Back in July 2010, we produced a post examining the “Icelandic Post-Crisis Miracle,” as proclaimed by Paul Krugman. We showed that Krugman’s “miracle” was merely an artifact of comparing changes in Iceland’s real GDP with that of Estonia, Ireland, and Latvia since the strategically chosen 4th quarter of 2007.
Why did Krugman choose the 4th quarter of 2007? Because starting with any other quarter would have ruined his story. Based on the GDP data available at the time he made his figure (which have since been revised), Iceland’s GDP had fallen a whopping 5 percentage points between Q3 and Q4. By starting his story in Q4 Krugman managed to lop that off, making Iceland look much better.
We showed that the miracle story collapses as the starting date for the comparison is backed up. What we find is a simple story of large booms and busts in Estonia and Latvia, and much smaller booms and busts in Iceland and Ireland. Krugman’s post and our deconstruction are here and here.
Recently, Krugman has produced a slew of new posts reviving his claims in different forms. Geo-Graphics readers have, not surprisingly, asked us to revisit the question of Iceland’s economic performance.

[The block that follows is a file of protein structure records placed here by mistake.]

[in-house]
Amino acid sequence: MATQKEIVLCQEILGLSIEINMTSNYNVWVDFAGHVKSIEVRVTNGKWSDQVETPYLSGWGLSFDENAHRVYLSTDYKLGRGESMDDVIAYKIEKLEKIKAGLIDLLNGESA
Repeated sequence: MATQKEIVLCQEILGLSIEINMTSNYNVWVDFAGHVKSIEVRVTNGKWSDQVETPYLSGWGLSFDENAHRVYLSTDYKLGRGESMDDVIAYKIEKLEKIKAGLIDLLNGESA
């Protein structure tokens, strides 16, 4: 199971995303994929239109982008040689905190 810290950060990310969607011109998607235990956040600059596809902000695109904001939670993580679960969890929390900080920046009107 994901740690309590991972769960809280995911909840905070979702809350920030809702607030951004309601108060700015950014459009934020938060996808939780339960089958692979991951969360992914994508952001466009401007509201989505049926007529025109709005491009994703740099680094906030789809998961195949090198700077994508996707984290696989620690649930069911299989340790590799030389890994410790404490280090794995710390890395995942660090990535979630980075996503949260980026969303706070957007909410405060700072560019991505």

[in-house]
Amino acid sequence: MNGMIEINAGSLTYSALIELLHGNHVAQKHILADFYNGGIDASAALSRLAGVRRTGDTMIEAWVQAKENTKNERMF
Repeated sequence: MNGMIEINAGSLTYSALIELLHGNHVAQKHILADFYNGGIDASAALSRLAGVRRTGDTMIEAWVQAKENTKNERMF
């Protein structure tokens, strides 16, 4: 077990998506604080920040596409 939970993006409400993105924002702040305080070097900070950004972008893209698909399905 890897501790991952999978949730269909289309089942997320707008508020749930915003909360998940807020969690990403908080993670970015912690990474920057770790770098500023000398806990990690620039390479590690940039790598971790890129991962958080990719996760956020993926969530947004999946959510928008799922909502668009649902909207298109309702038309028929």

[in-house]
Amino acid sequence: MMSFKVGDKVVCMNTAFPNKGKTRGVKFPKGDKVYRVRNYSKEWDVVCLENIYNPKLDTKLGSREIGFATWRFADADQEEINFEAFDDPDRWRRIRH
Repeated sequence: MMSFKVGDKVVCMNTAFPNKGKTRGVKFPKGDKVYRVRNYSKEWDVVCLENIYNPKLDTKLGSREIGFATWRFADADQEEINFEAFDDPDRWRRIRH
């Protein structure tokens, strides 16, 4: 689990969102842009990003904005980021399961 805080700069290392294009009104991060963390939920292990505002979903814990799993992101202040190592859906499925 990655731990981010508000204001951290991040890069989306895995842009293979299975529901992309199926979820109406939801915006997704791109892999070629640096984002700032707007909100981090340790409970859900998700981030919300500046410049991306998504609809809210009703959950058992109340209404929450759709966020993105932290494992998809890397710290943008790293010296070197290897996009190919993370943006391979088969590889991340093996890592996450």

Krugman produced this figure in a post on June 14, showing that as of the 1st quarter of 2012 Iceland had a better real GDP growth performance relative to its GDP peak than the three Baltic states (Latvia, Estonia, and Lithuania) and Ireland had relative to their various GDP peaks. “Looking at this,” Krugman asks rhetorically, “would you have expected that Latvia would be lionized as the hero of the crisis?”
The answer is, of course, “no.” But Latvia only looks so bad because Krugman chooses to tell his story about post-crisis performance only in terms of how each country has performed since its peak. This makes little sense in the context of the IMF's 2009 staff report which concludes that Latvian "output exceeded potential by 9 percent" in 2007. (Updated 7/3/2012 2:04 p.m.)
What if we decided to tell the story only in terms of how they have performed since their troughs – that is, how well they have recovered since they hit bottom? Here it is:
We don’t yet have the Eurostat GDP data for Iceland in the first quarter of 2012, so we’ve plugged in data from the Icelandic government (as Krugman must have done). As can be seen, Iceland’s performance has only been on par with the bottom of the Baltic pack, Lithuania. Latvia’s performance has been better, and Estonia’s markedly better.
Once again, Krugman has relied on a Potemkin-Village graphic to illustrate his wider claim, which is that Icelanders derive unambiguous net benefits from their government obliging them to hold and transact in a national currency that their trading partners will not accept. (80% of Greeks consistently reject going back to such a state.)
Below we update the figure in our July 2010 Geo-Graphic, comparing Iceland’s economic performance with that of Estonia, Ireland, Latvia, and Lithuania going back to 2000.
Iceland comes in tied for last with Ireland (for which 2012 Q1 data are not yet available) – well behind Lithuania, Estonia, and Latvia. Since 2009, those three have been growing strongly, while Iceland and Ireland have largely stagnated.
Sorry, Virginia, there is no Icelandic miracle.